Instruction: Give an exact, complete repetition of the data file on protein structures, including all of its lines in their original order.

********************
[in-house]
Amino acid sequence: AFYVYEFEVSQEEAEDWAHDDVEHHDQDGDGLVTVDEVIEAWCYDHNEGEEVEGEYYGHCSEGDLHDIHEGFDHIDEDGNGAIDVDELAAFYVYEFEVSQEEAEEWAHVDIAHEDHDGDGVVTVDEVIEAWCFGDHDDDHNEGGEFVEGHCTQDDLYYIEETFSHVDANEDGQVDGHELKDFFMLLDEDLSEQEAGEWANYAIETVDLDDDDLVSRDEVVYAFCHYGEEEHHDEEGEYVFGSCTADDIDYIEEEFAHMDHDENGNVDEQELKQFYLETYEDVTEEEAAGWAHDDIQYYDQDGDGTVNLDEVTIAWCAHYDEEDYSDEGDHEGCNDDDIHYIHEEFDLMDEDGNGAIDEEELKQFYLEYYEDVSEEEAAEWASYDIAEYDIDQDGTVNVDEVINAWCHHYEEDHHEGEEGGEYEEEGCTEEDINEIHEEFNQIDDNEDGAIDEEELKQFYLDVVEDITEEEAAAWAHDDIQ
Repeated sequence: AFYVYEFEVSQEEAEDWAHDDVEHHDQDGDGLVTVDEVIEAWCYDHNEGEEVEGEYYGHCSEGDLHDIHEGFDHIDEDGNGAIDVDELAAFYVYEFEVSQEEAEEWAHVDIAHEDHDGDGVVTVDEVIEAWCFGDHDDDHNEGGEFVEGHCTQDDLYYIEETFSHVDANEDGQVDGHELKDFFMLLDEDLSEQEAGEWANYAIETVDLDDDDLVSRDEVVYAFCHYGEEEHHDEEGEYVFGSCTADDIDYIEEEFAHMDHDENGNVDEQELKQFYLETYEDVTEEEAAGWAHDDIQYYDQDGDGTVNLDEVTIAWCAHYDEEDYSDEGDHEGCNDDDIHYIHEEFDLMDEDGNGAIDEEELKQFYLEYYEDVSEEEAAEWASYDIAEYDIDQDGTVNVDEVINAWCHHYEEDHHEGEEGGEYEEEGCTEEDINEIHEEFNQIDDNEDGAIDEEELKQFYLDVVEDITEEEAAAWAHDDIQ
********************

[in-house]
Amino acid sequence: AFYVYEFEVSQEEAEDWAHDDVEHHDQDGDGLVTVDEVIEAWCYDHNEGEEVEGEYYGHCSEGDLHDIHEGFDHIDEDGNGAIDVDELAAFYVYEFEVSQEEAEEWAHVDIAHEDHDGDGVVTVDEVIEAWCFGDHDDDHNEGGEFVEGHCTQDDLYYIEETFSHVDANEDGQVDGHELKDFFMLLDEDLSEQEAGEWANYAIETVDLDDDDLVSRDEVVYAFCHYGEEEHHDEEGEYVFGSCTADDIDYIEEEFAHMDHDENGNVDEQELKQFYLETYEDVTEEEAAGWAHDDIQYYDQDGDGTVNLDEVTIAWCAHYDEEDYSDEGDHEGCNDDDIHYIHEEFDLMDEDGNGAIDEEELKQFYLEYYEDVSEEEAAEWASYDIAEYDIDQDGTVNVDEVINAWCHHYEEDHHEGEEGGEYEEEGCTEEDINEIHEEFNQIDDNEDGAIDEEELKQFYLDVVEDITEEEAAAWAHDDIQ
Repeated sequence: AFYVYEFEVSQEEAEDWAHDDVEHHDQDGDGLVTVDEVIEAWCYDHNEGEEVEGEYYGHCSEGDLHDIHEGFDHIDEDGNGAIDVDELAAFYVYEFEVSQEEAEEWAHVDIAHEDHDGDGVVTVDEVIEAWCFGDHDDDHNEGGEFVEGHCTQDDLYYIEETFSHVDANEDGQVDGHELKDFFMLLDEDLSEQEAGEWANYAIETVDLDDDDLVSRDEVVYAFCHYGEEEHHDEEGEYVFGSCTADDIDYIEEEFAHMDHDENGNVDEQELKQFYLETYEDVTEEEAAGWAHDDIQYYDQDGDGTVNLDEVTIAWCAHYDEEDYSDEGDHEGCNDDDIHYIHEEFDLMDEDGNGAIDEEELKQFYLEYYEDVSEEEAAEWASYDIAEYDIDQDGTVNVDEVINAWCHHYEEDHHEGEEGGEYEEEGCTEEDINEIHEEFNQIDDNEDGAIDEEELKQFYLDVVEDITEEEAAAWAHDDIQ